With Memorial Day right around the corner, you're no doubt ready to settle into a beach chair with a copy of the Senate Subcommittee on Investigations' 639-page Wall Street and the Financial Crisis: Anatomy of a Financial Collapse.
Well maybe you're not actually going to read the report [pdf], which was co-authored by Sens. Carl Levin (D-Michigan) and Tom Coburn (R-Oklahoma). But you still might enjoy Matt Taibbi's gloss on it in Rolling Stone:
Goldman, as the Levin report makes clear, remains an ascendant company precisely because it used its canny perception of an upcoming disaster (one which it helped create, incidentally) as an opportunity to enrich itself, not only at the expense of clients but ultimately, through the bailouts and the collateral damage of the wrecked economy, at the expense of society. The bank seemed to count on the unwillingness or inability of federal regulators to stop them — and when called to Washington last year to explain their behavior, Goldman executives brazenly misled Congress, apparently confident that their perjury would carry no serious consequences…
Defenders of Goldman have been quick to insist that while the bank may have had a few ethical slips here and there, its only real offense was being too good at making money. We now know, unequivocally, that this is bullshit. Goldman isn't a pudgy housewife who broke her diet with a few Nilla Wafers between meals — it's an advanced-stage, 1,100-pound medical emergency who hasn't left his apartment in six years, and is found by paramedics buried up to his eyes in cupcake wrappers and pizza boxes. If the evidence in the Levin report is ignored, then Goldman will have achieved a kind of corrupt-enterprise nirvana. Caught, but still free: above the law.
I thought the claim that Goldman was too good at making money died three years ago, when American taxpayers were, against their will, committed to paying $700 billion so the investment bank and its direct counterparties would not lose money on their bad bets. Had that not happened, we would now be looking at a poorer, wiser Goldman Sachs, several fewer financial behemoths of both U.S. and European vintage, and a true price for properties in the American real estate market.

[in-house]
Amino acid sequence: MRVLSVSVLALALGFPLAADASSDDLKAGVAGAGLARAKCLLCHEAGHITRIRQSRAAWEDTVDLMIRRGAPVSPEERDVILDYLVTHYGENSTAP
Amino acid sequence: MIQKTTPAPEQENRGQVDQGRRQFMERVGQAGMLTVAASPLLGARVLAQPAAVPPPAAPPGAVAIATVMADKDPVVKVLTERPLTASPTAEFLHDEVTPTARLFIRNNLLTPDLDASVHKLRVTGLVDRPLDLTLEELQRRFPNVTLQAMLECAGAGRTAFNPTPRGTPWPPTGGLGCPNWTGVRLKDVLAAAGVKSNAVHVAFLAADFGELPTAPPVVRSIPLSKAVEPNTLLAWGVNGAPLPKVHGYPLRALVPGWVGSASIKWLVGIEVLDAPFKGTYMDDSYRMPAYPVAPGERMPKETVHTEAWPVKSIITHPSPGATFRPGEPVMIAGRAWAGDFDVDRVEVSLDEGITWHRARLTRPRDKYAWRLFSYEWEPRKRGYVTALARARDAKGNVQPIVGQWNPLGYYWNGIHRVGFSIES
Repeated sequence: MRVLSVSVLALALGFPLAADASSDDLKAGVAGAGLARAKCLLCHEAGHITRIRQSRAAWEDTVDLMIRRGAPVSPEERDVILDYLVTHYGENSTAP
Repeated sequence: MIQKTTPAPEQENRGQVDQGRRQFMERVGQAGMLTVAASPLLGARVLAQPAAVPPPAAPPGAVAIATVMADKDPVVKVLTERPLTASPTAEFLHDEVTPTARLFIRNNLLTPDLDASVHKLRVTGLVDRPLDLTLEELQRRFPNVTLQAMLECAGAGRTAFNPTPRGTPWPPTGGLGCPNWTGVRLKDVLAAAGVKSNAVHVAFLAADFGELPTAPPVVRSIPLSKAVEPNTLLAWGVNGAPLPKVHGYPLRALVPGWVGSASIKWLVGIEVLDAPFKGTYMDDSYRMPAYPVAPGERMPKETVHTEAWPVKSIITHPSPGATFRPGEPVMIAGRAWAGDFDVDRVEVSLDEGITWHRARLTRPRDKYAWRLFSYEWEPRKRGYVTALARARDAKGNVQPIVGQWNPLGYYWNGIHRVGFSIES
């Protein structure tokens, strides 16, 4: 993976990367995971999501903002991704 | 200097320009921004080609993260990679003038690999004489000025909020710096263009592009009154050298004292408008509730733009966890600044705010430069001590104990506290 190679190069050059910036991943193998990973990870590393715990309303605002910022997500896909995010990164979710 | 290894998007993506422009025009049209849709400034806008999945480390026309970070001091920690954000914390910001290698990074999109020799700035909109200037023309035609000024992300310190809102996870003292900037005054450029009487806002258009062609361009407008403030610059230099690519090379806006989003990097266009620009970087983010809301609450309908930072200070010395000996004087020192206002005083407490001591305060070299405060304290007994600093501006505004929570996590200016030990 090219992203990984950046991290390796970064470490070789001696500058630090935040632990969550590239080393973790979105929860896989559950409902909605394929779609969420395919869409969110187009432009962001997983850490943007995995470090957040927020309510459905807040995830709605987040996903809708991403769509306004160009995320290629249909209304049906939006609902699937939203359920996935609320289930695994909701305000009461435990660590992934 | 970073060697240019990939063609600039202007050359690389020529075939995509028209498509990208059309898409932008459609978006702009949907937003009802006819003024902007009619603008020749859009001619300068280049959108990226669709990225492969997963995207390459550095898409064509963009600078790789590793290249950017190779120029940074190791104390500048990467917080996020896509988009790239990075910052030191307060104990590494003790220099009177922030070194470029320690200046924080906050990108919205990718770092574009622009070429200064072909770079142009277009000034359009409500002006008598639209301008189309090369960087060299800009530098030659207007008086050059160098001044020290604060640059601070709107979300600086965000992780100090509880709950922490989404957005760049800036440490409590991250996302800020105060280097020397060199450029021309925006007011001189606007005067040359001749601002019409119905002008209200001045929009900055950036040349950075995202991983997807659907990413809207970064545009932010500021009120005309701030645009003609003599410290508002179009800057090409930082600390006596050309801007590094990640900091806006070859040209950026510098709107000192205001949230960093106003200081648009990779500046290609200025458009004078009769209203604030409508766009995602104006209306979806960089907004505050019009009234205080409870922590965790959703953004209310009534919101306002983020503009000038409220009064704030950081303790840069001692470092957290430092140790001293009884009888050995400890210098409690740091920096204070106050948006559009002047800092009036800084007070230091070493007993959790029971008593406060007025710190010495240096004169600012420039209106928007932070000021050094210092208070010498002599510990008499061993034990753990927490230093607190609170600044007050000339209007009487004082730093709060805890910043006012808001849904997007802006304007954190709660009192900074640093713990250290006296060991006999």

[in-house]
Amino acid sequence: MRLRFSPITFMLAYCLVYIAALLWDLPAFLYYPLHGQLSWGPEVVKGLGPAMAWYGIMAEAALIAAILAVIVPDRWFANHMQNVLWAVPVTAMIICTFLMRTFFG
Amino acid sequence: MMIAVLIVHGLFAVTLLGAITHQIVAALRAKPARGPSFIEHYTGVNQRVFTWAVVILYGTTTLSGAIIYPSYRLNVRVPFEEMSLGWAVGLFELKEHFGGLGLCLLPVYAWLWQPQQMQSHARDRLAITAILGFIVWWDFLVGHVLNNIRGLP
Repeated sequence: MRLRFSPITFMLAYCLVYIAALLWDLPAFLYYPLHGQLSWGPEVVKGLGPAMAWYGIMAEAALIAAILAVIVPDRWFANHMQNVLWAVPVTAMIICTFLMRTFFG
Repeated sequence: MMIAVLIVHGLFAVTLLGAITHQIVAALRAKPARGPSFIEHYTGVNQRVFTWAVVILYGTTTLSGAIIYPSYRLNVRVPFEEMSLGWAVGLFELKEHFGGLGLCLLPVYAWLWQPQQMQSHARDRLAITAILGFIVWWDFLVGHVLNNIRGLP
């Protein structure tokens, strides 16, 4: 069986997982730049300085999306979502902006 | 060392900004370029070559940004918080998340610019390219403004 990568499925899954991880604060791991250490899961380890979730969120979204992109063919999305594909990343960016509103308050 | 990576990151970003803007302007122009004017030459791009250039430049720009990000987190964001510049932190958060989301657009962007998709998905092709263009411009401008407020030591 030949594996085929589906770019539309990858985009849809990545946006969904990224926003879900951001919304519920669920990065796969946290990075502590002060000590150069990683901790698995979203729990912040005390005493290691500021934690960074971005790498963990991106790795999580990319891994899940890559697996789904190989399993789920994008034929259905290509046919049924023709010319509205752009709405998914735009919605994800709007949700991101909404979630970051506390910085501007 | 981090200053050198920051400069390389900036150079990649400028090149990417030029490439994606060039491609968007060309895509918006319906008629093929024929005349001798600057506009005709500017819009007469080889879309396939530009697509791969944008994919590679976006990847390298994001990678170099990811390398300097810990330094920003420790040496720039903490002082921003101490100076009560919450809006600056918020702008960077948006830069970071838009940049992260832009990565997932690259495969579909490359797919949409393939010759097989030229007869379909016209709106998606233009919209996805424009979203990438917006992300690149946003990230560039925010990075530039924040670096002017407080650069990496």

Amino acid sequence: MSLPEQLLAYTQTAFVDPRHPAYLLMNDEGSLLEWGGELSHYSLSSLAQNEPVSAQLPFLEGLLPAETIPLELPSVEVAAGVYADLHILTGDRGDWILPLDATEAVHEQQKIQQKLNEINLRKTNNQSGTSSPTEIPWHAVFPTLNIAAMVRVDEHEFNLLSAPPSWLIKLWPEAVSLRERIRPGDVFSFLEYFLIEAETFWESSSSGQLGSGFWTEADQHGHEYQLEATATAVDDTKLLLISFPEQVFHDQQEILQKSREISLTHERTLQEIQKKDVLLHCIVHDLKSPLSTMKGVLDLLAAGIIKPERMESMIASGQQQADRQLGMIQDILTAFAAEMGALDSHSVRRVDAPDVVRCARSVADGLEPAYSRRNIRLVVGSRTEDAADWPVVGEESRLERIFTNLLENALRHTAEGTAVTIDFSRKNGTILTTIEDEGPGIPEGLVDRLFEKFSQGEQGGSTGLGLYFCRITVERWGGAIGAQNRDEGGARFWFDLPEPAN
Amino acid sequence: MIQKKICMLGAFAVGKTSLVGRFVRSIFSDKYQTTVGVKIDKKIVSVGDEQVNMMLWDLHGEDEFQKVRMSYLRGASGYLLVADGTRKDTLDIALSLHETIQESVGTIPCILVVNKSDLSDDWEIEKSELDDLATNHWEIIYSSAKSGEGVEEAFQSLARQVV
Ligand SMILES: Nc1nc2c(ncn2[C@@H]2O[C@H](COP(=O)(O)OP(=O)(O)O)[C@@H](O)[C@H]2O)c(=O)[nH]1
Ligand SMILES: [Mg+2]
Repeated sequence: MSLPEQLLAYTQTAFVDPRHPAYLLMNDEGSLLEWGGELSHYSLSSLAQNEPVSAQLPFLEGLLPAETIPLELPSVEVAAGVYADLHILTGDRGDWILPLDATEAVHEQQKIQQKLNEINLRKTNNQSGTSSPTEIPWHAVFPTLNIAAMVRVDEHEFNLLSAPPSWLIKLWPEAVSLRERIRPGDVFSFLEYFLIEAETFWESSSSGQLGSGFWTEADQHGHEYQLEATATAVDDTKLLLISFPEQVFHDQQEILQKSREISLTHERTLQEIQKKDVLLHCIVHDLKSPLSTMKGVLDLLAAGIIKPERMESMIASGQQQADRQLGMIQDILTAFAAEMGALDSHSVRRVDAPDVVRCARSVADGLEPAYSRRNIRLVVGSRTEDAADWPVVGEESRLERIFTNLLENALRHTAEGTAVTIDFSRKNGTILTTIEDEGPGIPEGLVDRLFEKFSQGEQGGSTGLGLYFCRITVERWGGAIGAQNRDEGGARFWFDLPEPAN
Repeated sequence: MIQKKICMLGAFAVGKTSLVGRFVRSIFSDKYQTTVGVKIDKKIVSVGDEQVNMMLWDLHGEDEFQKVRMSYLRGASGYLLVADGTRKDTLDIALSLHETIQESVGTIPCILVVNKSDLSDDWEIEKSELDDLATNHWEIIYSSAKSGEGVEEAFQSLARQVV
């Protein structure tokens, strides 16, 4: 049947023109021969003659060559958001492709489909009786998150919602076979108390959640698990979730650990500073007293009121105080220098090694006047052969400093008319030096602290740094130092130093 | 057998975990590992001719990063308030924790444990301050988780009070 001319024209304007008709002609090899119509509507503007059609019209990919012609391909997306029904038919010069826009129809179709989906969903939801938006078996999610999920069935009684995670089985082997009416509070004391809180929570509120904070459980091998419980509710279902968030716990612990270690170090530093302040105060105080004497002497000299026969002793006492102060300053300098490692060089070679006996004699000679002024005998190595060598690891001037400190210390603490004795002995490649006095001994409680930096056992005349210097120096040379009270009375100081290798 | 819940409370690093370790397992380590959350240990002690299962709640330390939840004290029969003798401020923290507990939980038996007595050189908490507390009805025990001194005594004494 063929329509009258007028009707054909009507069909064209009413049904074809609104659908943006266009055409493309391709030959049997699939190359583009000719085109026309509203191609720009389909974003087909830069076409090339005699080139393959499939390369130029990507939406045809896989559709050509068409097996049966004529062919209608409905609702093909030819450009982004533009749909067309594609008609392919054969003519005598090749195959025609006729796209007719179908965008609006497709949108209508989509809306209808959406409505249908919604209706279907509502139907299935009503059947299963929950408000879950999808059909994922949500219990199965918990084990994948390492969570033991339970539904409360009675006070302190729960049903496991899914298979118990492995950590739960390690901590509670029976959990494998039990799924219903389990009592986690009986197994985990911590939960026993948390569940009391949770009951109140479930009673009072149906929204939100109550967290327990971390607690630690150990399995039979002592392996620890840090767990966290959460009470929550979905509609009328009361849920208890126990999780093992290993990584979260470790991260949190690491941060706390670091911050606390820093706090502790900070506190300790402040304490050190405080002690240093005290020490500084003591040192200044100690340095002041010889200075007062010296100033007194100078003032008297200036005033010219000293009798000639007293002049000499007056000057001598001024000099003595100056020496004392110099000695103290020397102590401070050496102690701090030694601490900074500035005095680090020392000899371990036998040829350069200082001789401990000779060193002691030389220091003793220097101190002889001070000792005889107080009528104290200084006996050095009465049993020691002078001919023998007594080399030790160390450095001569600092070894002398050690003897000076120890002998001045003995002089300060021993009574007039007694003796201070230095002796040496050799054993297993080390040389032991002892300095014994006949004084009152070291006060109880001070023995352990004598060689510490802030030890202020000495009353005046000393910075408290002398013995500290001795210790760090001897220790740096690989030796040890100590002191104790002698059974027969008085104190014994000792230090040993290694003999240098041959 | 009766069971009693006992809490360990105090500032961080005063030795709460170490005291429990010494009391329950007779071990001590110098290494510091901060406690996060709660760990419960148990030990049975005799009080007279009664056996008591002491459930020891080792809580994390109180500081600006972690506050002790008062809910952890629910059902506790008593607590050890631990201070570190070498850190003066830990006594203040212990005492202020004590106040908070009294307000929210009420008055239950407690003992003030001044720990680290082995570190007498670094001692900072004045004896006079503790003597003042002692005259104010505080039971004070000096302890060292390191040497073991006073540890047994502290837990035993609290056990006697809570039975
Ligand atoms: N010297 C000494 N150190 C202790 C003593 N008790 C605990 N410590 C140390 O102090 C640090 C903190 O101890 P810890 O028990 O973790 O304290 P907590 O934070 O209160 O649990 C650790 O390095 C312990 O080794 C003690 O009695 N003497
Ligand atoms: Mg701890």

Instead we get Taibbi fulminating in his wooly way about Goldman's escape – "as its clients roasted to death in a raging conflagration of losses," and so on. He rightly reviles the bank for dumping "a huge lot of deadly mortgages on its clients." He stands up for corner-store Arabs:
Yes, they will say, it may very well be a prosecutable crime for a corner-store Arab to take $2 from a customer selling tap water as Perrier. But that does not mean it's a crime for Goldman Sachs to take $100 million from a foreign hedge fund doing the same thing!
While Taibbi's foot-stomping Rumpelstiltskin rants are always enjoyable, this is just woolgathering. The Great Disappointment occurred in 2008, when a banking system that needed to die was allegedly saved. It's fine for Taibbi to get his Irish up about the bailouts that all, in one way or another, ended up keeping Goldman from losing money. It's fine for him to call for fraud indictments – though I'm less confident than he is about the prospect for justice in a world where famous-enough people can be imprisoned for acting on a good stock tip, and the full RICO-invoking, wiretapping power of the state can be initiated (against a big Democratic donor by a Republican Justice Department – just sayin') over the made-up crime of "insider trading." (Like all made-up crimes, insider trading is advertised as a subdivision of an actual crime – fraud – but is in practice used to criminalize behavior that falls short of the actual crime.)
But there's no way to prosecute $700 billion back into our pockets. Which is why Taibbi's fulsome praise of Levin (a "Harvard-educated lawyer," don'tcha know) is not to be taken seriously. Levin showed where he stood in October 2008, when he joined 73 other senators in approving the TARP.
Prior to that vote, Levin in June supported the $300 billion Housing and Economic Recovery Act of 2008. This first effort to rescue the GSEs Fannie Mae and Freddie Mac put taxpayers on the hook for a much broader range of bad mortgages, while also encouraging home buyers to take on larger piles of taxpayer-guaranteed debt. It also failed to make Fannie and Freddie solvent; they were put under a Treasury Department conservatorship in September of that year and have gone on to suck hundreds of billions of dollars more out of the taxpayers. Arguing for an auto industry bailout later in the year, Levin used the logic that it was only fair given the above bailouts for the financial industry.
In 2008, Levin was one of the most powerful people in a broad-daylight conspiracy to prevent nature from taking its course and punishing malefactors. Now we're supposed to be grateful because his subsequent grandstanding resulted in the word "shitty" being uttered in the U.S. Senate? Even knowing his taste for potty language, I'd expect Taibbi to have a higher standard for what he lets past his bullshit detector.